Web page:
We are currently involved with the development of an Arboretum for Rare and Endangered plants from the Eastern Bay of Plenty, in the Ohiwa Reserve, with stunning views overlooking Ohiwa Harbour.
Plants included in the Arboretum are:
Kaka Beak (Clianthus maximus, kowhai-ngutakaka)
Woody legume shrub with red flowers that resemble the beak of the native Kaka (Parrot). This shrub was one of the first (if not the first) plant to be grown in Great Britain having been collected by Banks and Solander, botanists on the 1769 Captain Cook expedition. The flowers are popular with native birds but also rabbits and slugs.
Giant Flowered Broom (Carmichaelia williamsii)
Only two sites remain in the Whitianga Bay area. Has pea-like flowers from July to December
Thick leaved tree daisy (Olearia pachyphylla)
Only found on some headlands in Opape (near Opotiki).
Kumarahou (Pomaderris kumeraho)
The common name golden Tainui comes from when clusters of bright yellow flowers appear in Spring. It also has the name of Gumdiggers soap when the gum diggers used to rub the yellow flowers together to make a lather when soap was unavailable. There are two main sites near the Ohiwa oyster farm but Ohiwa care groups are planting more.
Shore spurge (Euphorbia glauca, waiu-atua)
Grows on coastal cliffs, banks, slopes and sand dunes. It has been extensively planted in the Eastern Bay of Plenty through Coast Care programme.
Endemic to New Zealand, found in North Island and South Island (Northern). This tree is limited to coastal areas in the North Island.
Sand Daphne (Pimelea villosa, Taraheke)
In the wild, this plant is endangered. A low growing shrub of coastal sand dunes with spreading branches and erect branchlets.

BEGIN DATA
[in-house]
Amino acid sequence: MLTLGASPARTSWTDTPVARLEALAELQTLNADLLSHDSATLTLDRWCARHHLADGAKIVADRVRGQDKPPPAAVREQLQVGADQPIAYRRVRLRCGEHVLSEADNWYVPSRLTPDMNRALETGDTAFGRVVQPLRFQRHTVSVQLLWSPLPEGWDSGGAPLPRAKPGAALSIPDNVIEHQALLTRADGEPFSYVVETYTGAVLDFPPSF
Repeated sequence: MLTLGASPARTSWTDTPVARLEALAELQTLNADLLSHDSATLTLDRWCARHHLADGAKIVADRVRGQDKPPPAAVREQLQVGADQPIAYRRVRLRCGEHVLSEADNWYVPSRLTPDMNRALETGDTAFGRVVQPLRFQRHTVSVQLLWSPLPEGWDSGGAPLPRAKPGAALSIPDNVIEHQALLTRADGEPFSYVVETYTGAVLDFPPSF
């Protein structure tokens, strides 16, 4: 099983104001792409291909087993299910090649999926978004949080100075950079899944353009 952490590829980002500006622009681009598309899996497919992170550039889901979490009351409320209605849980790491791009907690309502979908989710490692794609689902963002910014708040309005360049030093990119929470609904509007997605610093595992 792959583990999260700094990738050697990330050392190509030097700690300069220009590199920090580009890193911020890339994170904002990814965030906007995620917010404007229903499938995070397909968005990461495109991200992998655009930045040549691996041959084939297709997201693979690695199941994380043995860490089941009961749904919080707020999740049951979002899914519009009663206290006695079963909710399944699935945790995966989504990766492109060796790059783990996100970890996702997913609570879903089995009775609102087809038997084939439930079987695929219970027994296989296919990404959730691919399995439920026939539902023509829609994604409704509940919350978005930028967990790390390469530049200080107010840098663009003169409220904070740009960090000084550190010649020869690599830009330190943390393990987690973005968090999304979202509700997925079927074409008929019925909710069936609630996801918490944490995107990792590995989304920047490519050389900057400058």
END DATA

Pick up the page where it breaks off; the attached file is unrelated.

Beach Spinach (Tetragonia implexicoma)
Found on sand dunes and gravel beaches. Can be eaten as a vegetable.
Native puha (Sonchus kirkii)
Limited distribution in the wild. Found in open coastal situations.
Bay of Plenty Kanuka (Kunzea toelkenii)
Only found in Thornton and on two islands on Ohiwa Harbour.
Nationally critical status
Native Hibiscus (Hibiscus diversifolius)
This plant occurs in coastal sites where there is no frost. The beautiful yellow flower only lasts one day.
Tawapou (Planchonella costata)
A few trees are found in Tolaga Bay area but many are found on off shore islands.
At risk status
A native grass found on Whangakapikopiko which has been propagated by Meg Collins
Saturday 25th of August was a lovely Spring-like day. I joined a group of locals to help establish a local Food Forest, initiated by Meg Collins of Ohiwa Reserves Care Group. I was assigned the job of compost bin construction assistant. 18 trees were planted; Granny Smith apple, feijoa, Black Doris plum. lemon, orange, bananas, macadamia and peach. A good day was had by all. The area is now experiencing a lot of rain, so that should give the seedlings a good start.
Karen is a co-owner of Ohiwa Seascape Studios. When she is not busy at the studios, she is busy enjoying becoming a part of the local community here in the Eastern Bay of Plenty.